Comparing And Contrasting The Monsters Of Beowulf With Today´S Criminals

3018 words - 12 pages

In any classic story about heroes and villains, the monsters involved are often characterized as the evil ones and, consequently, receive no justice under the law. Throughout the epic story Beowulf, the hero of the story encounters three monsters that are threats to society: Grendel, Grendel’s mother, and the dragon. The monsters in Beowulf are quickly targeted and destroyed because of the harm they cause to society. However, upon further examination of the monsters and the motives for their actions, the reader can view the monsters not as the cutthroat villains they may initially appear to be, but perhaps as victims of society. In today’s society, murderers and robbers are also portrayed as “monsters” because of the atrocious crimes they commit. While it is undeniably wrong to commit any kind of crime and I do not wish to condone murder or theft in any way, there may also be an ulterior explanation for why these modern “monsters” cause harm to society. In comparing and contrasting the monsters of Germanic epic with criminals of today, perhaps we can gain some insight into the motivation of both.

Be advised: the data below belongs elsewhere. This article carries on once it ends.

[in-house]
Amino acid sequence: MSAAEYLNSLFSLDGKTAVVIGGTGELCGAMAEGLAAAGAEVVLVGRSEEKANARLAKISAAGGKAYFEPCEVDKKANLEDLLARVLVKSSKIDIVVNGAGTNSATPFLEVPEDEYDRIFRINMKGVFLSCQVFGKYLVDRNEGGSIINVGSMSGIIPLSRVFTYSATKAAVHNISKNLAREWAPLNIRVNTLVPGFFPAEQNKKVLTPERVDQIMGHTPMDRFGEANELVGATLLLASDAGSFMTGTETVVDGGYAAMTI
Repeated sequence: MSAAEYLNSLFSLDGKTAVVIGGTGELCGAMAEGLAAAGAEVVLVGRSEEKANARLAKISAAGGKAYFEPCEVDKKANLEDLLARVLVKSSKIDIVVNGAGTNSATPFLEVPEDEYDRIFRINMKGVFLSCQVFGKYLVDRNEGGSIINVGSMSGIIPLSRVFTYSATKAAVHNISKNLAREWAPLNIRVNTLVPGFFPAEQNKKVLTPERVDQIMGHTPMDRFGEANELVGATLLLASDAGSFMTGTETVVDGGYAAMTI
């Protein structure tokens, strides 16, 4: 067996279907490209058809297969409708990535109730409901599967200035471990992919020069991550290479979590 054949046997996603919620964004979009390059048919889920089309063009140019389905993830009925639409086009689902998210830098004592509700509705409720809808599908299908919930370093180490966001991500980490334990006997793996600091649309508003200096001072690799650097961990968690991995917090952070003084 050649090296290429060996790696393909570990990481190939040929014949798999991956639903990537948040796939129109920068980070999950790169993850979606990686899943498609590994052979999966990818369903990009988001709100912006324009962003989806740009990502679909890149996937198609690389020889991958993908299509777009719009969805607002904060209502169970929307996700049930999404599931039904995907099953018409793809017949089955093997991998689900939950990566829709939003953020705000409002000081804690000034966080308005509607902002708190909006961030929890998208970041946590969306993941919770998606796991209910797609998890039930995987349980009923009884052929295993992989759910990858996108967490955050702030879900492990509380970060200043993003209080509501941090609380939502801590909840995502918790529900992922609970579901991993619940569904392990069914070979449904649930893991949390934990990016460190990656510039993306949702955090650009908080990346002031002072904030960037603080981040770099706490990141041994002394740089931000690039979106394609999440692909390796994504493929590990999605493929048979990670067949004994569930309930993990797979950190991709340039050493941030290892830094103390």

One reason for which monsters are held in contempt in the epics is the authochthonous Germanic culture of the Middle Ages. This broad society respected those with wealth, status, and honor, while those without any of these are shunned. For example, when Beowulf introduces himself to Hrothgar, that king immediately recognizes the visitor: “[h]is father before him was called Ecgtheow” (Beowulf ln. 373). For Hrothgar to acknowledge Beowulf by his lineage shows Beowulf’s societal prominence: he was born of distinguished quality. Beowulf also proves the quality of his ilk to King Hrothgar through his bravery in fighting Grendel and saving the Danes from further destruction. In addition, Beowulf gains greater honor through this accomplishment, and the Danes characterize him as a hero because he took on a journey and fought a battle that no one else was able to accomplish. On the other hand, Grendel, a creature who dwells in the swamplands away from human society, is treated as an outcast because of his lineage and relationship to “Cain’s clan, whom the creator had outlawed and condemned as outcasts” (ln. 106-107). Grendel has neither wealth, fame, nor honor; the fact that he does not even have a father to identify him makes him that much more worthless in society’s eyes, because the lack of a father downgrades one’s status. At a time when a person was identified by his or her paternal ancestry, fatherless Grendel roamed around aimlessly with no self-identity. Grendel was born completely devoid of distinction. To be fair, it is not Grendel’s fault that he is an outcast. He has no control over being one of the “fatherless creatures, [whose] whole ancestry is hidden in a past of demons and ghosts” (ln. 1355-1357). Yet it is because of this one unchangeable element, his birth into Cain’s clan, that Grendel is looked down upon by society. For this...

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